[Elizabeth] Taylor Made Monday
It’s great to be with you live at the Southgate Media Group Marathon. This episode of Advanced TV Herstory is being recorded for release later, which is a wonderful thing. Podcasting can be kind of a lonely ambition. We put out a recorded product about something we love – for me that’s talking about the fantastic stories of leadership, persistence and achievement by the women in and of TV – and we put it out there for all humanity to enjoy or critique.
To be able to gather here at the Blue Box in Elgin, Illinois to share my show, engage with you all as part of Advanced TV Herstory and meet others in this realm – it’s a pretty excellent thing. So foremost, my thanks to Rob Southgate and his dedicated team for creating this marathon and giving me the chance to be a part.
Read the news, podcasting is taking off like gang busters. The number of women creating podcasts is increasing as well. So ladies, whether you’re here today in person or listening to Advanced TV Herstory on your own schedule and YOU’RE thinking – “hey, I’d like to do that…” please, contact me – I’ll share that information shortly – I’m happy to chat about the costs, the many, many benefits and rewards.
Podcasting is here to stay and I am incredibly confident that future Southgate Marathons will be held in larger venues and continue to gather some of the midwest’s greatest emerging talent.
So, without further ado, let’s talk TV!
Advanced TV Herstory takes a researched, thoughtful, sometimes provocative look at the stories of TV women. Ask anyone their favorite TV shows that featured strong women characters and bingo! They totally understand the importance of this podcast. That show, those story arcs, characters – have left a profound impact on them – women AND men.
Every once in a while I stumble into a moment in TV or show that looked like it should be a big hit on paper, but in real life, just fell flat or didn’t pack the punch that others had predicted.
That brings us to February 26, 1996 – the Monday evening late into the season of the CBS’ original fall line up – when Elizabeth Taylor either appeared on or was referenced throughout four women-based or women-led sitcoms.
Your Advanced TV Herstory lesson will be a better understanding – via time capsule – of how women roles evolve over seasons, the total lack of recall or recount of this campaign and perhaps the conclusion that Elizabeth Taylor was a smarter business woman (as well as tremendous actress) than most give her credit for being.
1996 – I just keep asking where was I and why don’t I remember this? CBS’s Monday night line up might have needed some boost, caffeine, love – something. Monday nights were focused around 4 sitcoms, 2 warhorses – CLASSICS you’ll recognize and two that featured talent that well, wasn’t the right fit.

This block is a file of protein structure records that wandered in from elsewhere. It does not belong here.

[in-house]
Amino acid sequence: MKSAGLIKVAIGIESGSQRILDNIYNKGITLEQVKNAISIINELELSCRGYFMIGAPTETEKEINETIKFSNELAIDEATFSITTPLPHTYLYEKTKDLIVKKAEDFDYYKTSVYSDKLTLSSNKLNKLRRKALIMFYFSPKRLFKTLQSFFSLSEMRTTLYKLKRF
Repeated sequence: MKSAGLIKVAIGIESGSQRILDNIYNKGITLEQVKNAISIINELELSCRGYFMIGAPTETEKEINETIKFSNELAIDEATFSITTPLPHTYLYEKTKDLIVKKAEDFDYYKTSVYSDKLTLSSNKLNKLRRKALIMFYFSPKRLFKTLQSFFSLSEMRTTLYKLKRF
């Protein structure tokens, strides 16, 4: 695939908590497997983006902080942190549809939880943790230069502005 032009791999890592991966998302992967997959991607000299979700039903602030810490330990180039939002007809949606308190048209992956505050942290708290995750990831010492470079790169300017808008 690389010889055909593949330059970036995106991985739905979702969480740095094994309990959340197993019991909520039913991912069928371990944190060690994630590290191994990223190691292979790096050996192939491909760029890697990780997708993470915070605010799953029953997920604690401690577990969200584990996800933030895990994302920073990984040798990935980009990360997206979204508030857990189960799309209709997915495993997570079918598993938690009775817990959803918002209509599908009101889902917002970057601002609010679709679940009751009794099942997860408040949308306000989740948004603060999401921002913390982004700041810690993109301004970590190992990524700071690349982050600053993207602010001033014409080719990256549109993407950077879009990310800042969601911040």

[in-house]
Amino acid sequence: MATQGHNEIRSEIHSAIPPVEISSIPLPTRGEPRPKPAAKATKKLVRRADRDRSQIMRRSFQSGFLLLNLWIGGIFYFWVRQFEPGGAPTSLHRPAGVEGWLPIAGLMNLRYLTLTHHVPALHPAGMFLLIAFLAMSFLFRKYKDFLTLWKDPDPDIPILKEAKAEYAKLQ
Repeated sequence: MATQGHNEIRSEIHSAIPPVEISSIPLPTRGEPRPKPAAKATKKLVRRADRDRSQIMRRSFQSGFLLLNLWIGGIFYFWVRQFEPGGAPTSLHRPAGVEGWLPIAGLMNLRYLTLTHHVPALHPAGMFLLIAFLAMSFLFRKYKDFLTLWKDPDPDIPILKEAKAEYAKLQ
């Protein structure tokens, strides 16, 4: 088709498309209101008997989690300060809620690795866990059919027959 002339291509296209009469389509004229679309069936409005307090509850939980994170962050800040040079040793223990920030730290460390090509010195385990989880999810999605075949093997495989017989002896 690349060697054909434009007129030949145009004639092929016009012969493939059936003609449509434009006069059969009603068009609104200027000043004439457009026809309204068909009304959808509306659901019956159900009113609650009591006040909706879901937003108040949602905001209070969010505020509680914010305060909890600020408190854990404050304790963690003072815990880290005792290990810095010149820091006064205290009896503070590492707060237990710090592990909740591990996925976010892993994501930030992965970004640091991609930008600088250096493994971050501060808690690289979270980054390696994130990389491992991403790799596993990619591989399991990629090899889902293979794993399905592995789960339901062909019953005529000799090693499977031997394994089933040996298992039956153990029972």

If you were in Chicago, then at 7 pm Monday nights in 1996 on CBS you were watching The Nanny. Yes, Fran Dresher. Third season, solid ratings. Fran Dresher was leading a team of talented writers and directors who, in many cases, were taking old comedy situations from vaudeville, Preston Sturges, I Love Lucy and tossing in a Brooklyn accent?
Miss Fine, the nanny to Mr. Sheffield’s children, with regular appearances by her mother, Cynthia Fine, played by the over-the-top Renee Taylor. Mr Sheffield has invited Elizabeth Taylor to the family home to discuss a business matter.
It’s tough to set a non-visual stage for Dresher’s brilliant physical comedy, her facial expressions and the chemistry that the cast and writers had created. So what you need to know is that Fran’s mother is hiding in the closet, as she too is dying to meet…
How many times have we heard that basic bit? Well-timed, it never gets old. This episode titled Where’s the Pearls?, was directed by Dorothy Lyman. Elizabeth Taylor was one day short of 64 years old when this episode aired. She was a bit past her iconic look, a decade removed from the very public she took on as a leading fundraiser and advocate for AIDS research- in that time frame she raised more than $250 million and openly criticized the Reagan Administration for dragging its heels on dedicating any funding to better understand the disease which was killing Taylor’s dear friend Rock Hudson and would claim the lives of so many other talented entertainers.
At this stage in her career, she was having fun and making big dough off her perfumes – White Diamonds and Black Pearls.
Unless you have the DVD, there’s no way for you to see the full episode of The Nanny online, though the Taylor appearance can be found on YouTube. Butler Niles is as star-struck as Fran.